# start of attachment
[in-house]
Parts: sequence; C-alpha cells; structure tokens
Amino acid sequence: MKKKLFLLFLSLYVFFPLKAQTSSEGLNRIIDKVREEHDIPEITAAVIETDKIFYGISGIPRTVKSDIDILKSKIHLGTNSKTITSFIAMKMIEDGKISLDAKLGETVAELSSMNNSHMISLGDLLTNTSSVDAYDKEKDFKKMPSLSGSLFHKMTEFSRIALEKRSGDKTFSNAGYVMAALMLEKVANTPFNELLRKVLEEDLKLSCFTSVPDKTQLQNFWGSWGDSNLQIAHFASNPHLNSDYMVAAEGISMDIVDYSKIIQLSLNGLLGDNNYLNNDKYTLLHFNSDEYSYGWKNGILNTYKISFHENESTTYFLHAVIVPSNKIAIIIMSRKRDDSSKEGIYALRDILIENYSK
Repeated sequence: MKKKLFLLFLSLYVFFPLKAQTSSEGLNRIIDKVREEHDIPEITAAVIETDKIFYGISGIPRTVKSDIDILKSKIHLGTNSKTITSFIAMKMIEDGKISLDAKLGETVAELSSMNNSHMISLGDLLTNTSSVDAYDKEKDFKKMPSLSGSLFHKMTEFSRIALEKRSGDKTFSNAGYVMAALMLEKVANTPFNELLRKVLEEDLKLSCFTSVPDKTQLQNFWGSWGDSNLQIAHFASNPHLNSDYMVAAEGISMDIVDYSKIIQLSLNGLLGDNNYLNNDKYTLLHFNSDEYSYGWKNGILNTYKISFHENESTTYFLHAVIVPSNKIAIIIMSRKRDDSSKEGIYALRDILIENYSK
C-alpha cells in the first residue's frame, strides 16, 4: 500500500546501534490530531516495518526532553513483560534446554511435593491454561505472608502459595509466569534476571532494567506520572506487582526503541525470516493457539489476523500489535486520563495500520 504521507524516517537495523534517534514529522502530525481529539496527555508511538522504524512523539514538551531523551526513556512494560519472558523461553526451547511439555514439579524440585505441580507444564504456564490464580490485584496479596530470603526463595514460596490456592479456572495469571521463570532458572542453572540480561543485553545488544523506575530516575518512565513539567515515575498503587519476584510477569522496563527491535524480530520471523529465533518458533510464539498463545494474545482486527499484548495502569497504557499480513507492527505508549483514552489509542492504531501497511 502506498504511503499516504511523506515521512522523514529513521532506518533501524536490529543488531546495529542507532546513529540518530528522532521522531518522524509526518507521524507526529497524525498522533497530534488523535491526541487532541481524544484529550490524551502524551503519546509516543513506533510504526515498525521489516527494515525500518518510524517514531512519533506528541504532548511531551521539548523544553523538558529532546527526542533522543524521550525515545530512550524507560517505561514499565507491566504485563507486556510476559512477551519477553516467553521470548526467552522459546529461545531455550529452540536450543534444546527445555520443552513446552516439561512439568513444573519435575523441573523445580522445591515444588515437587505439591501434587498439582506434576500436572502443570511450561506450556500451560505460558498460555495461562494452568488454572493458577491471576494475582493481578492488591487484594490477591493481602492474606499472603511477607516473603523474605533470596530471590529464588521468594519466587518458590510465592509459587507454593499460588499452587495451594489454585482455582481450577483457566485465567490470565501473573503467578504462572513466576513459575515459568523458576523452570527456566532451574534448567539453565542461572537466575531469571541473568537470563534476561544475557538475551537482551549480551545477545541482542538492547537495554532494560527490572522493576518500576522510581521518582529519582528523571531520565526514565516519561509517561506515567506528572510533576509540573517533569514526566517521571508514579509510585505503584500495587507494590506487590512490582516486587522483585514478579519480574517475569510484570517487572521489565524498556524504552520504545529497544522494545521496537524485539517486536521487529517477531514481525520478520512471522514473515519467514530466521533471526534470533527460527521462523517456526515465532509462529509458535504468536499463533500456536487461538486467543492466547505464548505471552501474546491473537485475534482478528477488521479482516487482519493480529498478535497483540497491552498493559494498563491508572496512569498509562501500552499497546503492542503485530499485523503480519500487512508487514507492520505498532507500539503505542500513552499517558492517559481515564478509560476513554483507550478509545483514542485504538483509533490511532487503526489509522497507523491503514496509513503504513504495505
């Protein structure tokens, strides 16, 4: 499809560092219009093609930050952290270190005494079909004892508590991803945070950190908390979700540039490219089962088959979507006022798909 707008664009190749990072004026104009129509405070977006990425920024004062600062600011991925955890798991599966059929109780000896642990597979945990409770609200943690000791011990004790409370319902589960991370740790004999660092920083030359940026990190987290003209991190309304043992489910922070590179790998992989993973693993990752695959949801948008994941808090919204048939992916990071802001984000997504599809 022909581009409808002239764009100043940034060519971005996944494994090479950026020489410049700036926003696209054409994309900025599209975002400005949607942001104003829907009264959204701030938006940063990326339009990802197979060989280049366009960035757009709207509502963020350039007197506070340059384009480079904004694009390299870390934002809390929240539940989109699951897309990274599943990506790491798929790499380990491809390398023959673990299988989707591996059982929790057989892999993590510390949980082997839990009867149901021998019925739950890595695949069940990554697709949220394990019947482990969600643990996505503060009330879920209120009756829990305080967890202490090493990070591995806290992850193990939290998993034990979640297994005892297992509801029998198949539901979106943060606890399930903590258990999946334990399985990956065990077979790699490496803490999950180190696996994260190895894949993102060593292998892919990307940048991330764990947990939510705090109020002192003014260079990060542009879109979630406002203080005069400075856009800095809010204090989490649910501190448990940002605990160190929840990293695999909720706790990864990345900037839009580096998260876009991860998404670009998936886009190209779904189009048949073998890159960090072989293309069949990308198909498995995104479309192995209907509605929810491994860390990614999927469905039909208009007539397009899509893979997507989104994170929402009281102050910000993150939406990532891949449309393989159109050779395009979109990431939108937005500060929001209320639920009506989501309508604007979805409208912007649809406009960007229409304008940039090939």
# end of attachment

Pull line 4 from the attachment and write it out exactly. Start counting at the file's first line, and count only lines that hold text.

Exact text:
Repeated sequence: MKKKLFLLFLSLYVFFPLKAQTSSEGLNRIIDKVREEHDIPEITAAVIETDKIFYGISGIPRTVKSDIDILKSKIHLGTNSKTITSFIAMKMIEDGKISLDAKLGETVAELSSMNNSHMISLGDLLTNTSSVDAYDKEKDFKKMPSLSGSLFHKMTEFSRIALEKRSGDKTFSNAGYVMAALMLEKVANTPFNELLRKVLEEDLKLSCFTSVPDKTQLQNFWGSWGDSNLQIAHFASNPHLNSDYMVAAEGISMDIVDYSKIIQLSLNGLLGDNNYLNNDKYTLLHFNSDEYSYGWKNGILNTYKISFHENESTTYFLHAVIVPSNKIAIIIMSRKRDDSSKEGIYALRDILIENYSK